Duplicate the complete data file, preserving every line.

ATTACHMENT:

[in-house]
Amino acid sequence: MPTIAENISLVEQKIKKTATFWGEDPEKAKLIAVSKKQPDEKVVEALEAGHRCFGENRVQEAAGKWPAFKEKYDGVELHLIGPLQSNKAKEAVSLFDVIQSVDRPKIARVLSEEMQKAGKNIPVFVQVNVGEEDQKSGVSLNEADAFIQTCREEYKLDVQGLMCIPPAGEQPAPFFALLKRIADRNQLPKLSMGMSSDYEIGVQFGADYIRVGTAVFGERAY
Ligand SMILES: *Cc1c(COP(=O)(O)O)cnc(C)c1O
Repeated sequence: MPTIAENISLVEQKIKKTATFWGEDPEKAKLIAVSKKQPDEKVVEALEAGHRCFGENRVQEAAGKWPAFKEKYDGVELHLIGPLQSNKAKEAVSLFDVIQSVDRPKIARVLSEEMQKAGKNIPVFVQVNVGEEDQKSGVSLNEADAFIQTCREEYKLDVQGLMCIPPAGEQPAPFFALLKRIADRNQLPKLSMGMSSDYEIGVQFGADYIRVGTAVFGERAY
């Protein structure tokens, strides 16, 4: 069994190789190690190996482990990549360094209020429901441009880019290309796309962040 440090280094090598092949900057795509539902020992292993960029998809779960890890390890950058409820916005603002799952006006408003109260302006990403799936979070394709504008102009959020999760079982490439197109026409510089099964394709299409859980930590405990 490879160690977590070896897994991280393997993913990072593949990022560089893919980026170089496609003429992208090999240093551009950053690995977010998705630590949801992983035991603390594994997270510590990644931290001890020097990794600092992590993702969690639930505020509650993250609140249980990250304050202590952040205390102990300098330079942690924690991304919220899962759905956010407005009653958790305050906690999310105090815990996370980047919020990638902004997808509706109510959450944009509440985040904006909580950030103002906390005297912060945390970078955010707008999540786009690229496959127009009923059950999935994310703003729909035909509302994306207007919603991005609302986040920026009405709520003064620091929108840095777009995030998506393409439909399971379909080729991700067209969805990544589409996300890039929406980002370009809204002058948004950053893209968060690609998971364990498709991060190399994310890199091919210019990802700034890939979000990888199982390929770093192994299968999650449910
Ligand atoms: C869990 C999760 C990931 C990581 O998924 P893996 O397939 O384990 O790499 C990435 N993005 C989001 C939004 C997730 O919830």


[in-house]
Amino acid sequence: MPTIAENISLVEQKIKKTATFWGEDPEKAKLIAVSKKQPDEKVVEALEAGHRCFGENRVQEAAGKWPAFKEKYDGVELHLIGPLQSNKAKEAVSLFDVIQSVDRPKIARVLSEEMQKAGKNIPVFVQVNVGEEDQKSGVSLNEADAFIQTCREEYKLDVQGLMCIPPAGEQPAPFFALLKRIADRNQLPKLSMGMSSDYEIGVQFGADYIRVGTAVFGERAY
Ligand SMILES: *Cc1c(COP(=O)(O)O)cnc(C)c1O
Repeated sequence: MPTIAENISLVEQKIKKTATFWGEDPEKAKLIAVSKKQPDEKVVEALEAGHRCFGENRVQEAAGKWPAFKEKYDGVELHLIGPLQSNKAKEAVSLFDVIQSVDRPKIARVLSEEMQKAGKNIPVFVQVNVGEEDQKSGVSLNEADAFIQTCREEYKLDVQGLMCIPPAGEQPAPFFALLKRIADRNQLPKLSMGMSSDYEIGVQFGADYIRVGTAVFGERAY
């Protein structure tokens, strides 16, 4: 069994190789190690190996482990990549360094209020429901441009880019290309796309962040 440090280094090598092949900057795509539902020992292993960029998809779960890890390890950058409820916005603002799952006006408003109260302006990403799936979070394709504008102009959020999760079982490439197109026409510089099964394709299409859980930590405990 490879160690977590070896897994991280393997993913990072593949990022560089893919980026170089496609003429992208090999240093551009950053690995977010998705630590949801992983035991603390594994997270510590990644931290001890020097990794600092992590993702969690639930505020509650993250609140249980990250304050202590952040205390102990300098330079942690924690991304919220899962759905956010407005009653958790305050906690999310105090815990996370980047919020990638902004997808509706109510959450944009509440985040904006909580950030103002906390005297912060945390970078955010707008999540786009690229496959127009009923059950999935994310703003729909035909509302994306207007919603991005609302986040920026009405709520003064620091929108840095777009995030998506393409439909399971379909080729991700067209969805990544589409996300890039929406980002370009809204002058948004950053893209968060690609998971364990498709991060190399994310890199091919210019990802700034890939979000990888199982390929770093192994299968999650449910
Ligand atoms: C869990 C999760 C990931 C990581 O998924 P893996 O397939 O384990 O790499 C990435 N993005 C989001 C939004 C997730 O919830």